A long-time employee of the Los Angeles Department of Water and Power has filed a federal civil rights lawsuit alleging a decades-long shakedown involving the utility and the union representing its workers may have altered its form, but is still very much alive.
The suit, filed by Christopher Deering, names the city of Los Angeles, International Brotherhood of Electrical Workers (IBEW) Local 18, and California Attorney General Rob Bonta as defendants and claims Deering’s paychecks — and those earned by thousands of other public employees — are being unconstitutionally garnished and the money funneled into a union-created slush fund used to line the pockets of IBEW bigwigs and bankroll leftist political candidates and causes.
In 2013, a Los Angeles Times investigation uncovered a messy scandal in which thousands of LA Water and Power customers saw their monthly bills padded, with the overcharge funneled into a pair of suspicious nonprofit corporations whose vaguely written charter claimed their purpose was to improve relations between the utility and IBEW.
Deering’s lawsuit claims the slush funds — designated the “Joint Safety Institute” and “Joint Training Institute,” respectively — are as flush as ever. The only difference is that nowadays it is unwitting IBEW members rather than ratepayers who are being bled to pay for it all.
The nonprofits were first created in the early 2000s, supposedly to improve the training and safety of Water and Power employees. But the Joint Safety Institute and Joint Training Institute spent the next 10 years collecting millions of dollars without any oversight or accountability, providing little to no safety training in return.
Suspicions arose that the funds’ trustees (the same people for both) were misusing the funds for inappropriate purposes. The situation got so bad that Los Angeles Mayor Eric Garcetti and City Controller Ron Galperin demanded an audit be conducted.
Their worst suspicions were confirmed.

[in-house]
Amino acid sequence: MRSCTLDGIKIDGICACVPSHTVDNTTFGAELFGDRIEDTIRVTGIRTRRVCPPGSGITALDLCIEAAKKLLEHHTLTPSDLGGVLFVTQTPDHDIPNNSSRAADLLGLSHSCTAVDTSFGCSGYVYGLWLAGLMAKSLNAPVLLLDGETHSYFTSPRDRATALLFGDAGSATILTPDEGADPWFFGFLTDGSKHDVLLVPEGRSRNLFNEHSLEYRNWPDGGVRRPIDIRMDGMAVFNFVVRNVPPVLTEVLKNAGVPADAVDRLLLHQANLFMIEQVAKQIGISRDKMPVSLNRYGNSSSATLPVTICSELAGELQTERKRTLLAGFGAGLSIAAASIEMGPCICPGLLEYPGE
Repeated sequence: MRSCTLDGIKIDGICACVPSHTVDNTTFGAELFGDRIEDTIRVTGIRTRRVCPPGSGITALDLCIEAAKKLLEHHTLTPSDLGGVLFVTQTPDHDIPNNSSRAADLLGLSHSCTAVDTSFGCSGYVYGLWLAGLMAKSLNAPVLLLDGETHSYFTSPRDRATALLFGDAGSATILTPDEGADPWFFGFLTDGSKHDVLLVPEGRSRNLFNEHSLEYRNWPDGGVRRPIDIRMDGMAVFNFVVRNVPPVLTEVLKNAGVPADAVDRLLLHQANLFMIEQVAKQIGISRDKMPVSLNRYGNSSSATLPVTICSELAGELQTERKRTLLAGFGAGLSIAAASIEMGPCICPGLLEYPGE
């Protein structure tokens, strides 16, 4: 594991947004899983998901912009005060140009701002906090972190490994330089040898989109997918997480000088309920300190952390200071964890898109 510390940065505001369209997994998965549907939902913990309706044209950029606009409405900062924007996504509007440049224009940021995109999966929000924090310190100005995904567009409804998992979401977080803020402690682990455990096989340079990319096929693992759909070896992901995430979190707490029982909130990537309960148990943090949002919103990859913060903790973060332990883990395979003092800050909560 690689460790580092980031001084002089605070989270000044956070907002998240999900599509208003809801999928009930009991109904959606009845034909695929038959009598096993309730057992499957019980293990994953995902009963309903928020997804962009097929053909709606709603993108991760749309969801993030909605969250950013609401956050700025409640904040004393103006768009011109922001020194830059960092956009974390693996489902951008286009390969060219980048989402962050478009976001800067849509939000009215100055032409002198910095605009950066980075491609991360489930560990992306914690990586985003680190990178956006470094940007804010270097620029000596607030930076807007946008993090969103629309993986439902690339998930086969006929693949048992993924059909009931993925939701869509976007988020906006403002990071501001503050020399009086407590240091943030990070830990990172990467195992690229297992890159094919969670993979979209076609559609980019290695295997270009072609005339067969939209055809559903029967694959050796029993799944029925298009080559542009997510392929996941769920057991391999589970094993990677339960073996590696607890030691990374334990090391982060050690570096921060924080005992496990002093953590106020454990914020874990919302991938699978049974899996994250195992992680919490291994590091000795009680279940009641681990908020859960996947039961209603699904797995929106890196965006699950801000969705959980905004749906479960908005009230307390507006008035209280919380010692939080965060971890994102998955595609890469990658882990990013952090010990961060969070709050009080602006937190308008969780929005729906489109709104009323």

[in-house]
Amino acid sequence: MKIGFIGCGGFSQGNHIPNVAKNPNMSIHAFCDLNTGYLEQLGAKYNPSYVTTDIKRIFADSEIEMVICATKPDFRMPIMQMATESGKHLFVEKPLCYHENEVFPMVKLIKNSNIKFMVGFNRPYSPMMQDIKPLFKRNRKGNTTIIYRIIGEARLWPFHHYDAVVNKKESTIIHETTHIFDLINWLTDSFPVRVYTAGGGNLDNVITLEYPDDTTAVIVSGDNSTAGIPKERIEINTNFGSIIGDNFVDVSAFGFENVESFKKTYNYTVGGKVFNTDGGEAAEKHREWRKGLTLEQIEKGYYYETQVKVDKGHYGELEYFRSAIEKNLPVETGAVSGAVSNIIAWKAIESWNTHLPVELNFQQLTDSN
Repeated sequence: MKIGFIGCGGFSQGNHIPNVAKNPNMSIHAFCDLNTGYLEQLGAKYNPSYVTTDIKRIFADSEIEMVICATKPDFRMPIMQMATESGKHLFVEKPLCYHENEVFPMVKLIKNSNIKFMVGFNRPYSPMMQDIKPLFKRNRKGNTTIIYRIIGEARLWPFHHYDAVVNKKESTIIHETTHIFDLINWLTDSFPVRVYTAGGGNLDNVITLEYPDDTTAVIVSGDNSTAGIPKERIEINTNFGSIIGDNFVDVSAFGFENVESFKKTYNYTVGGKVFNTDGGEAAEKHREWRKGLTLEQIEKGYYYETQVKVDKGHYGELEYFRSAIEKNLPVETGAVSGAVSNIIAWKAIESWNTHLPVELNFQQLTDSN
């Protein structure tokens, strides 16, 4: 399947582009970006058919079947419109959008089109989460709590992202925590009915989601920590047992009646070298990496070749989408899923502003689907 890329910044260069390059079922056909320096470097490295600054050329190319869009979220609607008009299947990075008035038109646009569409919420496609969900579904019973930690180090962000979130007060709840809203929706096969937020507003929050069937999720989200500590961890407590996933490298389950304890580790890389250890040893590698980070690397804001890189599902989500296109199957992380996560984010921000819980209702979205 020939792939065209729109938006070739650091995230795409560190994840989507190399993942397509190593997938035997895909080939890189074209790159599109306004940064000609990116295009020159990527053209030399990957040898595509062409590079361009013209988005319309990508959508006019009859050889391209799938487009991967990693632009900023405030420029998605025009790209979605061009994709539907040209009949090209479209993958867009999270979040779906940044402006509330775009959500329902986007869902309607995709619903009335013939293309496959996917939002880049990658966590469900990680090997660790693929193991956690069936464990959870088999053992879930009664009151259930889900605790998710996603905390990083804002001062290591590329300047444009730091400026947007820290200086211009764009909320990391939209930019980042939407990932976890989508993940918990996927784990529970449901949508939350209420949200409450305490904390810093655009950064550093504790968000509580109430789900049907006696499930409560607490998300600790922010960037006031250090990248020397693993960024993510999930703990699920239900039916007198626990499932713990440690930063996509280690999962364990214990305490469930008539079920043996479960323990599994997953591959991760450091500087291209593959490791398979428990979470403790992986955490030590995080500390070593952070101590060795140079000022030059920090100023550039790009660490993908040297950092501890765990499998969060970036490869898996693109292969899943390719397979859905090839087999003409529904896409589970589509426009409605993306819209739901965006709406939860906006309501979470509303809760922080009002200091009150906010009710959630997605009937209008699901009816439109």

The audit revealed a disturbing lack of procedures or reporting.
Specifically, the use of trusts’ funds for the benefit and personal enrichment of the trustees, including unusually high credit card expenditures (exceeding $667,459), more than $86,764 on auto-related purchases, and extravagant expenses ($421,550) for conferences, meetings, and travel.
The funds also paid administrators and employees’ salaries as high as $220,000 a year, which is significantly greater than the average salaries for similarly situated workers.
Based on these shocking revelations, plans were announced to combine the funds into a single entity, the “Joint Safety and Training Institute.” And most important for Christopher Deering, who brought the suit, the funding for the “new” trust was shifted from ratepayers to department employees.
Deering has been a customer service representative for the utility since 2005. While he did execute a dues’ authorization card with IBEW 18 when he began work with the department, this agreement not only allowed him to end the payments at any time but did not mention any contributions
In 2018, the U.S. Supreme Court held in Janus v. AFSCME that public workers have a First Amendment right to refuse to subsidize the political speech of unions like IBEW 18, unless they have affirmatively consented to waive their rights.
Represented bro bono by the Freedom Foundation, a national organization focused on defending public-sector employees from government union abuse, Deering alleges the actions of the city and IBEW 18 in taking his money and spending it on politics, either through purported union dues or the activities of the Joint Safety and Training Institute, violated his constitutional rights, and continue to do so.
All under a system defended as perfectly constitutional by the state’s attorney general.
If successful, Deering’s lawsuit will help prevent the future ability of government unions to bolster government power through the use of public workers’ paychecks.